In the spirit of John Kenneth Galbraith and Paul Krugman, Roger Bootle challenges readers to look at the deep causes of the current financial crisis in his trenchant, topical and thought-provoking exploration of both our economic future and the future of the market system itself. The Trouble with Markets sets the crisis in an historical context, with fascinating material on the Great Depression and other periods of economic downturn. Although fiercely critical of bankers and regulators for their roles, Bootle blames the crisis not on them, but on the idea that financial markets can be left alone. Written in his distinctive, highly readable style, the book examines a host of critical questions, including what investors should do with their money in turbulent times, and calls for a contraction of the overfed financial services sector. Provocative, radical and thoroughly international in scope, The Trouble with Markets is sure to appeal to financial types and general readers alike. There were many causes of the crisis: greedy bankers and naive borrowers, mistaken central banks and inept regulators, insatiable Western consumers and over-thrifty Chinese savers. But underlying all these was a single super-cause: the idea that the markets are always right and, consequently, that they can be left alone. Belief in this idea not only explains the extreme risks that both banks and borrowers took, but also the passivity and carelessness of central banks and regulators in allowing it to continue. Indeed, the "Great Implosion" has revealed not only the markets' excessive risk-taking and how fragile the financial system is, but also how bloated the financial sector has become. It has demonstrated a failure of the market with regard to the setting of executive compensation in general, and pay in the financial sector in particular. The result has been the revelation of a financial sector hell-bent on pursuing its own profit, imperiling instead of promoting the public good, and a system of corporate governance in which managers have been pursuing either their own interests or the short-term performance of the share price - often one in the same. Bootle, one of London's best-known economists, not only offers a serious critique of the free-market mindset, but also a plan for radical reform of the system and a way out of the economic mess. Despite some signs of recovery, the economic outlook in the real economy is for an extended period of weakness amounting to a depression. And while so many people worry about a resurgence of inflation, the greatest threat is the emergence of sustained deflation. It will only be possible to get back to full employment and stability if China leads the super-saving countries by changing course to a policy of increased domestic demand. In order to persuade her to do this, China needs to be offered both a seat at the top table and a change in the international position of the dollar. Ironically, the excesses of cowboy capitalism could lead to the evolution of a global money and to the beginnings of global governance. With his trademark clarity and acerbic wit, Roger Bootle's new book lays out the pathway for saving capitalism from itself.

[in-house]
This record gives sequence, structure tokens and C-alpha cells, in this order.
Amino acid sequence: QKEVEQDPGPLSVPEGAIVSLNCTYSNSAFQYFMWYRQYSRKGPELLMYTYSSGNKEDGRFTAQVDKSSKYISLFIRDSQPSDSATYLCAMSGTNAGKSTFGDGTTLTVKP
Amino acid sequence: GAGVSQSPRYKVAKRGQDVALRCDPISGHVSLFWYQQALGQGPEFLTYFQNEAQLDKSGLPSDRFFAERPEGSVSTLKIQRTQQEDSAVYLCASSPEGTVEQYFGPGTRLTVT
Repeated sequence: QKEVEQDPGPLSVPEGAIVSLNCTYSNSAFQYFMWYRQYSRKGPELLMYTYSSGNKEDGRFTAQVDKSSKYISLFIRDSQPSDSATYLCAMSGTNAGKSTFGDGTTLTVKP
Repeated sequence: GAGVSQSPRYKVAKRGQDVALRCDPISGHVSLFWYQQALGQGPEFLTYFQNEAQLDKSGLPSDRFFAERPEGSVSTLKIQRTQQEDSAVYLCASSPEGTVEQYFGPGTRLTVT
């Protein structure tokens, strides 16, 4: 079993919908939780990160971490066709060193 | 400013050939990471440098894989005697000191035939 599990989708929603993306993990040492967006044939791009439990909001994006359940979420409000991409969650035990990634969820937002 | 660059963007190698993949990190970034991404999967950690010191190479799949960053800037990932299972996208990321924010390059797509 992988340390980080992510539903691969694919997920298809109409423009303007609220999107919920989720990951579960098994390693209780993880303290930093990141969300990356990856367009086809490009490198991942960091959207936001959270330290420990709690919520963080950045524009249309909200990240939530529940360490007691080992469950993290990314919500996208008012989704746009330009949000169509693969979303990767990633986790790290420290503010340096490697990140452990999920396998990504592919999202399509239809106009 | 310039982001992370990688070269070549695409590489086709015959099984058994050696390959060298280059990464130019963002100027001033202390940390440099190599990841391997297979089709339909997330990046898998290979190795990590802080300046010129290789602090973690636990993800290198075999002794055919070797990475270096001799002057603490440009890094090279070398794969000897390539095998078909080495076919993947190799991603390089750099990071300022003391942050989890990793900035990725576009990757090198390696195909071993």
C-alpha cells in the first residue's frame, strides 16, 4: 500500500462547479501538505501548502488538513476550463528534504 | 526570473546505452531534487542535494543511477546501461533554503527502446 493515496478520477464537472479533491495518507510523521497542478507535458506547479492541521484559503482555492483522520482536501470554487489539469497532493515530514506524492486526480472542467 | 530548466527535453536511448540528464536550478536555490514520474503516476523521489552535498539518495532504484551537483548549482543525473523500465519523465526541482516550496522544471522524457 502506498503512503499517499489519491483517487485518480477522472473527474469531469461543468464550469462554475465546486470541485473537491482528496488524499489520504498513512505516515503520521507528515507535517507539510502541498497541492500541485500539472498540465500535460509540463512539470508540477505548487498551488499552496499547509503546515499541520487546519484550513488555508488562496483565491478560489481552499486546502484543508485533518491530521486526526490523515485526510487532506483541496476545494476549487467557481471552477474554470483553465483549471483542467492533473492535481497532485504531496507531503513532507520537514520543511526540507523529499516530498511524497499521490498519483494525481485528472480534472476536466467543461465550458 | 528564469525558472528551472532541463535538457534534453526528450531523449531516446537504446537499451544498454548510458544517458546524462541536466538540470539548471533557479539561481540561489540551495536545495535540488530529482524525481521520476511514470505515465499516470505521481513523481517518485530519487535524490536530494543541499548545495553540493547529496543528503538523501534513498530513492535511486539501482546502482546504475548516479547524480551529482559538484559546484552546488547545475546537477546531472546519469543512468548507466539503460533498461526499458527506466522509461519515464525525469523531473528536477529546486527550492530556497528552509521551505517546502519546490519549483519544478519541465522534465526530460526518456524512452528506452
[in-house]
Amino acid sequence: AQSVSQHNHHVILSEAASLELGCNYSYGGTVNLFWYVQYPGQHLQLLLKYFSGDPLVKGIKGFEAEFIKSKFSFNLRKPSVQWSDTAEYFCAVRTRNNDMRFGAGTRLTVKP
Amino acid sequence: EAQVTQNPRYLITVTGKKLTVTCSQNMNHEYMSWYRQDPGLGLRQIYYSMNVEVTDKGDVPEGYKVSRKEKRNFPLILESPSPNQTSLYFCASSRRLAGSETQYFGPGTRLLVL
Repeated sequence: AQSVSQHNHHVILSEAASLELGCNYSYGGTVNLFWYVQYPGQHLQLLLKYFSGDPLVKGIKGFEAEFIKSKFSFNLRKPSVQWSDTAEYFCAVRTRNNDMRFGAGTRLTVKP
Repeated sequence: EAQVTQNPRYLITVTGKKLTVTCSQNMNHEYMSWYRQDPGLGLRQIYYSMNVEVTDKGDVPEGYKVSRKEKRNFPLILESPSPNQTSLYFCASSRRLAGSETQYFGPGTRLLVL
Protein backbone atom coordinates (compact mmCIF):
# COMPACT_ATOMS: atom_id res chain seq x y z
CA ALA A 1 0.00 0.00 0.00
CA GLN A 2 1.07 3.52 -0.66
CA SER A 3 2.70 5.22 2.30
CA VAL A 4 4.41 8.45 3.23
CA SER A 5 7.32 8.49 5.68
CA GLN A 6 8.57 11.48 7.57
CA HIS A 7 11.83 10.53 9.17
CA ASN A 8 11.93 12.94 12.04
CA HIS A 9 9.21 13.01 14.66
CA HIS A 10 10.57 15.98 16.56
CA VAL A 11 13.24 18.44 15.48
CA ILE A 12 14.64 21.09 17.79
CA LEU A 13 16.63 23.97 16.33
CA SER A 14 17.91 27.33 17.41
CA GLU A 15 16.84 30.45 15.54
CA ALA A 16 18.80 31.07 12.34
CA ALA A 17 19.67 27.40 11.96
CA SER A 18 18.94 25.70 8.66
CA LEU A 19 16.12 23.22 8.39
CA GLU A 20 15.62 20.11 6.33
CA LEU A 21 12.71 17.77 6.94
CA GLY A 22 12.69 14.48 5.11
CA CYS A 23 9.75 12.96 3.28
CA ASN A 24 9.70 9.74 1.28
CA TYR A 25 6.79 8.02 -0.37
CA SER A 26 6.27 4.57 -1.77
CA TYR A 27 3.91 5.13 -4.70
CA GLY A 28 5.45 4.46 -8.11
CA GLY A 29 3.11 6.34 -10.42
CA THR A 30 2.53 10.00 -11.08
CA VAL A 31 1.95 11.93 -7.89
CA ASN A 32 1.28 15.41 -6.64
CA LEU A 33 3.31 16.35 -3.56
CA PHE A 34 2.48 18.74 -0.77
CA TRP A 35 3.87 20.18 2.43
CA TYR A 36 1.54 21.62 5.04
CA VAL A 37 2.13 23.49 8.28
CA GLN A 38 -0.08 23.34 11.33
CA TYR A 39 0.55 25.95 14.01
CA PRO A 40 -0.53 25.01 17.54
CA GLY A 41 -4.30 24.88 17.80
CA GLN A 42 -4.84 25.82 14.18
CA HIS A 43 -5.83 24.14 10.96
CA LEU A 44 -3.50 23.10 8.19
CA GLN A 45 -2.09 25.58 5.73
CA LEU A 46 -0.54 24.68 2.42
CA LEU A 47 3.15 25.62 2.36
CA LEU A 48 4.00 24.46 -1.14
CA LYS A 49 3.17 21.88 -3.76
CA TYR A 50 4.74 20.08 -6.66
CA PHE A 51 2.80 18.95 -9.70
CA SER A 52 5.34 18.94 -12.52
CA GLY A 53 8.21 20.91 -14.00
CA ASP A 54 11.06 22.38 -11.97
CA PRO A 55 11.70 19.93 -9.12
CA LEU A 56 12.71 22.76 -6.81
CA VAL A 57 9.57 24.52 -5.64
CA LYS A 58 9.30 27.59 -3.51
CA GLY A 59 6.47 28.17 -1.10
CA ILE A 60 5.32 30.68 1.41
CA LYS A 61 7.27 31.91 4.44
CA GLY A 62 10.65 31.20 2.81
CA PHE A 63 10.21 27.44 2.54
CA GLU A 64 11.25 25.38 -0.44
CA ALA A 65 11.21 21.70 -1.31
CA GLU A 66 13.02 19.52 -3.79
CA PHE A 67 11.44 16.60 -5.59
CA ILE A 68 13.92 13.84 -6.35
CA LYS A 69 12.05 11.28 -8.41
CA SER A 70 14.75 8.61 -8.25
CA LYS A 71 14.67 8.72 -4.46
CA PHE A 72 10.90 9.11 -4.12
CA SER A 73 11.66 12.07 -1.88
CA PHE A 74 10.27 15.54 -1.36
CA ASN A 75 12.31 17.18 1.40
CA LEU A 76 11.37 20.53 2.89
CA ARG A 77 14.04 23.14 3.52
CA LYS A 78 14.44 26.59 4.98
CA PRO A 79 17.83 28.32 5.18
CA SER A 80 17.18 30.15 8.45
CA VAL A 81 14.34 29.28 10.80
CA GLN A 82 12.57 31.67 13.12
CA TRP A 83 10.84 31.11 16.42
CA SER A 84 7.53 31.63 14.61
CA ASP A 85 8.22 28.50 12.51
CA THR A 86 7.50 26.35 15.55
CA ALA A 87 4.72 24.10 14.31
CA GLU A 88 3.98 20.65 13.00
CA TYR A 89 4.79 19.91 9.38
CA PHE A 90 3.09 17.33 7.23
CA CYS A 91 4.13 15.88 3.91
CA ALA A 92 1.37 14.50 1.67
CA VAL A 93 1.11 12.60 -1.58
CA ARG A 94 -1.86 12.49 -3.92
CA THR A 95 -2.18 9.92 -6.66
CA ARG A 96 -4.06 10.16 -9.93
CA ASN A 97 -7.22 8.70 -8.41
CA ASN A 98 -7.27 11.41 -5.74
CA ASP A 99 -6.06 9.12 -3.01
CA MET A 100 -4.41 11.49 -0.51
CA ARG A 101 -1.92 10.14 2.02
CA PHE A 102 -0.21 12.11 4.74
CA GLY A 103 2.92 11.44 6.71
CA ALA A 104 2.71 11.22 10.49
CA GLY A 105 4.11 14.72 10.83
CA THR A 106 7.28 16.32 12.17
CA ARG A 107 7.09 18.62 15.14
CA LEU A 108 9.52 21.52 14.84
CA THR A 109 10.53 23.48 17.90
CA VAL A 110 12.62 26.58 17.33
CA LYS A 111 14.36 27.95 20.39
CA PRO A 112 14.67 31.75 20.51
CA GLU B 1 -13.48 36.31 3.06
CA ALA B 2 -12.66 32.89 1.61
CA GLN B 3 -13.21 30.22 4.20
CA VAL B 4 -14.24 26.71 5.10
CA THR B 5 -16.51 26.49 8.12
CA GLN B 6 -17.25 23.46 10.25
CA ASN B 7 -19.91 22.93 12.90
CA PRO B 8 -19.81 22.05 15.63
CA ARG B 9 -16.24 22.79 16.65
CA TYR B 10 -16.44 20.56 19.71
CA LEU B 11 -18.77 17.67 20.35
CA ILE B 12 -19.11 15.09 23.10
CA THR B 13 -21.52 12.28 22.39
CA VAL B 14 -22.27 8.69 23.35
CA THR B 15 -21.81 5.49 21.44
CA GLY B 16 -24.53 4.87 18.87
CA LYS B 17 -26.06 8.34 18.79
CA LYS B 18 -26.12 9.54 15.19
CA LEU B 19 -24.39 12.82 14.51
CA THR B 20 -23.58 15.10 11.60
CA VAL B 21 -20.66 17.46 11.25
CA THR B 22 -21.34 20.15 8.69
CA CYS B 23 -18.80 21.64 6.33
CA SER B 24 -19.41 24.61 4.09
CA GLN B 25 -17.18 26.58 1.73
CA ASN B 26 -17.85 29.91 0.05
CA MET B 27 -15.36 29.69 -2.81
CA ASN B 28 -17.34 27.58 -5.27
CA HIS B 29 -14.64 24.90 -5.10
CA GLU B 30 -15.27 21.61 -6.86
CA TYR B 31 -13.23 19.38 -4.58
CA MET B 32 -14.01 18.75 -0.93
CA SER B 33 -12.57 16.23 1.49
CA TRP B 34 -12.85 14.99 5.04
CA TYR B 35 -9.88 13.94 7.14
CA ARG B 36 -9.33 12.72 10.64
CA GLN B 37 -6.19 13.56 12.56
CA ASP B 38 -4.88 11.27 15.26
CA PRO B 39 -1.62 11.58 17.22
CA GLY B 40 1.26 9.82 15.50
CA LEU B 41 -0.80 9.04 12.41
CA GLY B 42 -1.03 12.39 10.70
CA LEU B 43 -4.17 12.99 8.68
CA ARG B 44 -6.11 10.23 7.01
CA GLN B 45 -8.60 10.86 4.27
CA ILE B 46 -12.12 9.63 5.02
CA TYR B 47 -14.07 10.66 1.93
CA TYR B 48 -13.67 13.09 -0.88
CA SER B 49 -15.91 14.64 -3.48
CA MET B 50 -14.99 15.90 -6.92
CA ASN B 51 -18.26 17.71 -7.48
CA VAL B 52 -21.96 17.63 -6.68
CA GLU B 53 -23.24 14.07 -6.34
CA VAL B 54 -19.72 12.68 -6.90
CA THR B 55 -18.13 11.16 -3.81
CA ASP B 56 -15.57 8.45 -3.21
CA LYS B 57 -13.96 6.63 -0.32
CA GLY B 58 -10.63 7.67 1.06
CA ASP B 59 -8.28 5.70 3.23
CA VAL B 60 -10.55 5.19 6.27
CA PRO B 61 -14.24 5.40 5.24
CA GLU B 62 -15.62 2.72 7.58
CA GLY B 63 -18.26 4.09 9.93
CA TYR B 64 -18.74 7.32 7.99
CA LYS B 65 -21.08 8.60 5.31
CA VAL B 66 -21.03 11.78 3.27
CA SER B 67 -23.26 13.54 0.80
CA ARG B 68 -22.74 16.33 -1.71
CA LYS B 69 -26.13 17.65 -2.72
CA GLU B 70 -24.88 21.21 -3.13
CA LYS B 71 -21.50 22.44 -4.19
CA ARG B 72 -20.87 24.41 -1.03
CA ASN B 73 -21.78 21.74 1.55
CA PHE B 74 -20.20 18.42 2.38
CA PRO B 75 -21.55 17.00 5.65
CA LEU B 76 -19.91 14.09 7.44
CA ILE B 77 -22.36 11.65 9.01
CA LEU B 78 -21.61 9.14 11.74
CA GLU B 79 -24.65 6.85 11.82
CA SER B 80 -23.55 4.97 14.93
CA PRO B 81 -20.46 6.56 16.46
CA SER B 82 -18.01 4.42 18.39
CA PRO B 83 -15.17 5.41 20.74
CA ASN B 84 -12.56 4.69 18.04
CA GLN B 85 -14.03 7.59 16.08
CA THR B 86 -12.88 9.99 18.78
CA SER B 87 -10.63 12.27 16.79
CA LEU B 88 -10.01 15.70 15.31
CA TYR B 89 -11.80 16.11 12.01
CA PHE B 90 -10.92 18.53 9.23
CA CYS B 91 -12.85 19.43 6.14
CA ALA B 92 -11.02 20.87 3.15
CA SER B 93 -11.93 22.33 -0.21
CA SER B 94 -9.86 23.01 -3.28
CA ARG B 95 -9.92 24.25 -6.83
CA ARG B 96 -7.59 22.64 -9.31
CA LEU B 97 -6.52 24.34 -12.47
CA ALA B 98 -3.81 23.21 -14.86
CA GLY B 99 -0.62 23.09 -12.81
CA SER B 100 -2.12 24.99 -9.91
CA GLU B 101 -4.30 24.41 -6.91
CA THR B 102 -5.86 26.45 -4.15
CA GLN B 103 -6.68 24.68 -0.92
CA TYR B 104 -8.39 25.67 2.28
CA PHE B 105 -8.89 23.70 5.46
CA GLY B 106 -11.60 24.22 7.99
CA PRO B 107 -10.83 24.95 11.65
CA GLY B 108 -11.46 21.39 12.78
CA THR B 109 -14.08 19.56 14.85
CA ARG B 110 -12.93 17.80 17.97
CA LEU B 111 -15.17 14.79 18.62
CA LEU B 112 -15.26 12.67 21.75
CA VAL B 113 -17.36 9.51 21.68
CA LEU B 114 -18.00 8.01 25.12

Roger Bootle is one the City's top economists, and has worked in or around the financial markets since 1978. He is a regular columnist for The Daily Telegraph and also appears frequently on national television and radio. His now classic bestseller The Death of Inflation, originally regarded as extreme is now widely recognized as prophetic. As well as being the founder and Managing Director of Capital Economics, he is also Economic Adviser to Deloitte, a Specialist Adviser to the House of Commons Treasury Committee and an Honorary Fellow of the Institute of Actuaries. He was formerly Group Chief Economist at HSBC, and under the previous Conservative government he was appointed one of the Chancellor's panel of economic forecasters, the so-called "Wise Men". He studied economics at Oxford, and began his career in the academic world as a lecturer in economics at St Anne' College, Oxford. www.capitaleconomics.com
"A brilliant book that puts markets in stunning perspective. Once again, Roger Bootle tackles, head on, some of the toughest economic questions of our time. An extraordinarily penetrating and absorbing analysis." - Sir Brian Pitman, Former Chairman, Lloyds TSB Group "Pragmatic... The economist, who is unusual in that he is both qualified in the subject and can write elegantly, offers some solutions for policy-makers, some of which (the introduction of a global currency, for instance) are rather more radical than Bootle is often given credit for." - Edmund Conway, The Sunday Telegraph, UK "A short, reliable analysis of the crisis in language that the intelligent general reader can understand. Bootle has skilfully assembled all the elements of the crisis: its causes in financial deregulation and global imbalances, the pros and cons of a monetary versus fiscal stimulus, and how to design a system that can avoid repeating such disasters." - Robert Skidelsky, The New Statesman